Jo wants SNP Ministers to halt super ID database roll-out

Local MP Jo Swinson has called on the SNP Government to halt plans to develop a national identity register of every person in Scotland.

Jo made the call after anti-ID card campaigners flagged up the dangers of a current SNP Government proposal to build a database from health records and share the information with all other government bodies.


Under the plans every person in Scotland will be given a unique number to allow the government to check their use of government services.  The population database will be used for everything from whether a person has been treated for cancer to when they want to sign up to membership of the Royal Botanic Gardens.


A similar population register was scrapped when Labour’s controversial and expensive plans for ID cards were scrapped in 2010 by the Liberal Democrats.


Jo said:


“People hate the idea of ID cards in this country. They would be intrusive, expensive and increase the power of the over-mighty state. They were rightly scrapped in the rest of the UK. It’s a big concern that the SNP Government is building the skeleton of a national identity register in Scotland.


“It shows how much people need the Liberal Democrats to stand up for civil liberties. The Conservatives are campaigning to restart the Snoopers’ Charter at a UK level and are being restrained by the Liberal Democrats. Now in Scotland, the SNP are constructing a national identity register by the back door. It's one step away from ID cards and SNP Ministers must halt the roll-out of this super ID database.”




Notes to Editors:


1.        Scottish Liberal Democrat leader Willie Rennie’s call for action echoes concerns expressed by the anti-ID car blogger Amberhawk. The campaigner expressed concern that the seemingly innocuous Scottish Government consultation includes “wide ranging powers that allow personal data to be obtained or disclosed; powers which are subject to minimal scrutiny. The blogger goes on to express concern that the plan could breach the Human Rights Act right to privacy, the Data Protection Act’s requirement that data needs to be “necessary” for it to be retained and the lack of a business case to show the costs of increasing the NHSCR from 30% of the population to 100%.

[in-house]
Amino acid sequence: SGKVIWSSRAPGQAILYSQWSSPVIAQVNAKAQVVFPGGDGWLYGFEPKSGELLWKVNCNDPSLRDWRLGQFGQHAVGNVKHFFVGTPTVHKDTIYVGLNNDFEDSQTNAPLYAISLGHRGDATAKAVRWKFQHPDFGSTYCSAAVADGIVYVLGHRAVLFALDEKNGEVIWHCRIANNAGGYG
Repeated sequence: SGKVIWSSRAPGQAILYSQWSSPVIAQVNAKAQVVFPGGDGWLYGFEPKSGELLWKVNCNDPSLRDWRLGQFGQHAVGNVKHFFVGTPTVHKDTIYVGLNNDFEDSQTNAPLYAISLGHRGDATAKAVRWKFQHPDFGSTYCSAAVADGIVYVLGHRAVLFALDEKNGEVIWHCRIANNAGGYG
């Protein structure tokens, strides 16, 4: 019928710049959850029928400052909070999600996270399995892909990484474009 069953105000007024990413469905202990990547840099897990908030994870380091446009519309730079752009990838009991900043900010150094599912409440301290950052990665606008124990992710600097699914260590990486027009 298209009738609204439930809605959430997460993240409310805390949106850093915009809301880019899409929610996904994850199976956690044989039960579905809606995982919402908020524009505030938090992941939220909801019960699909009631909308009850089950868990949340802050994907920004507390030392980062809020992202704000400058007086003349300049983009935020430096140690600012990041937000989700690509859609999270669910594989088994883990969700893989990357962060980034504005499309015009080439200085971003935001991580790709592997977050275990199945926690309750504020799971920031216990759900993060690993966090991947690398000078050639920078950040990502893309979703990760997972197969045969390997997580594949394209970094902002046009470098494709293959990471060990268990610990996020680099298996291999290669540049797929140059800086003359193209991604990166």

2.    The Scottish Government is consulting on an extension of the NHS Central Register. Under the proposals information held by the NHS would be shared with 120 other Scottish agencies and organisations – from Quality Meat Scotland to Cairngorms National Park Authority. In return, these agencies must agree to inform the NHSCR of information they gather about people.

3.       The start of the list of organisations who will be able to access data here:

4. Following a request from the Scottish Liberal Democrats, the Scottish Parliament’s SPICe contacted the National Records of Scotland who replied that a privacy impact assessment will only be produced after the consultation is finished

5. The Scottish Government admits that their plan amounts to the collection of new data on individuals (Annex A of the Privacy Impact Assessment for the related myaccount project).

The Scottish Government has identified ten risks to privacy that could arise from its proposals.



The UK Government has specifically ruled out a national database on the five separate grounds including fears of national surveillance and risks to the security of a single database.


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